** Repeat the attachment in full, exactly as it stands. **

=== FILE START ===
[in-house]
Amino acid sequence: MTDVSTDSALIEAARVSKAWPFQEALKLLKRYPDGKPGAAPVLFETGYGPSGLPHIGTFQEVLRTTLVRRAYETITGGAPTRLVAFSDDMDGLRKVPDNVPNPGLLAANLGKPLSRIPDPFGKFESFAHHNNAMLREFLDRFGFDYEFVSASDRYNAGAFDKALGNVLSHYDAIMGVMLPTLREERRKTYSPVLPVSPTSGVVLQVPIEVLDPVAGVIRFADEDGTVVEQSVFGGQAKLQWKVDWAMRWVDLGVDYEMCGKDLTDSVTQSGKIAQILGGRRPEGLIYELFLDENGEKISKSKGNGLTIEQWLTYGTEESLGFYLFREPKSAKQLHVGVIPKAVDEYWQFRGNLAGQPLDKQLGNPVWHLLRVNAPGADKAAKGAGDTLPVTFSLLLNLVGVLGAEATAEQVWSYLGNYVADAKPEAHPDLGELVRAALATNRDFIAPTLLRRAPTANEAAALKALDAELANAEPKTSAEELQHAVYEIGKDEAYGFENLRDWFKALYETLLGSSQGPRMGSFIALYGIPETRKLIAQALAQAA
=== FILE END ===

[in-house]
Amino acid sequence: MTDVSTDSALIEAARVSKAWPFQEALKLLKRYPDGKPGAAPVLFETGYGPSGLPHIGTFQEVLRTTLVRRAYETITGGAPTRLVAFSDDMDGLRKVPDNVPNPGLLAANLGKPLSRIPDPFGKFESFAHHNNAMLREFLDRFGFDYEFVSASDRYNAGAFDKALGNVLSHYDAIMGVMLPTLREERRKTYSPVLPVSPTSGVVLQVPIEVLDPVAGVIRFADEDGTVVEQSVFGGQAKLQWKVDWAMRWVDLGVDYEMCGKDLTDSVTQSGKIAQILGGRRPEGLIYELFLDENGEKISKSKGNGLTIEQWLTYGTEESLGFYLFREPKSAKQLHVGVIPKAVDEYWQFRGNLAGQPLDKQLGNPVWHLLRVNAPGADKAAKGAGDTLPVTFSLLLNLVGVLGAEATAEQVWSYLGNYVADAKPEAHPDLGELVRAALATNRDFIAPTLLRRAPTANEAAALKALDAELANAEPKTSAEELQHAVYEIGKDEAYGFENLRDWFKALYETLLGSSQGPRMGSFIALYGIPETRKLIAQALAQAA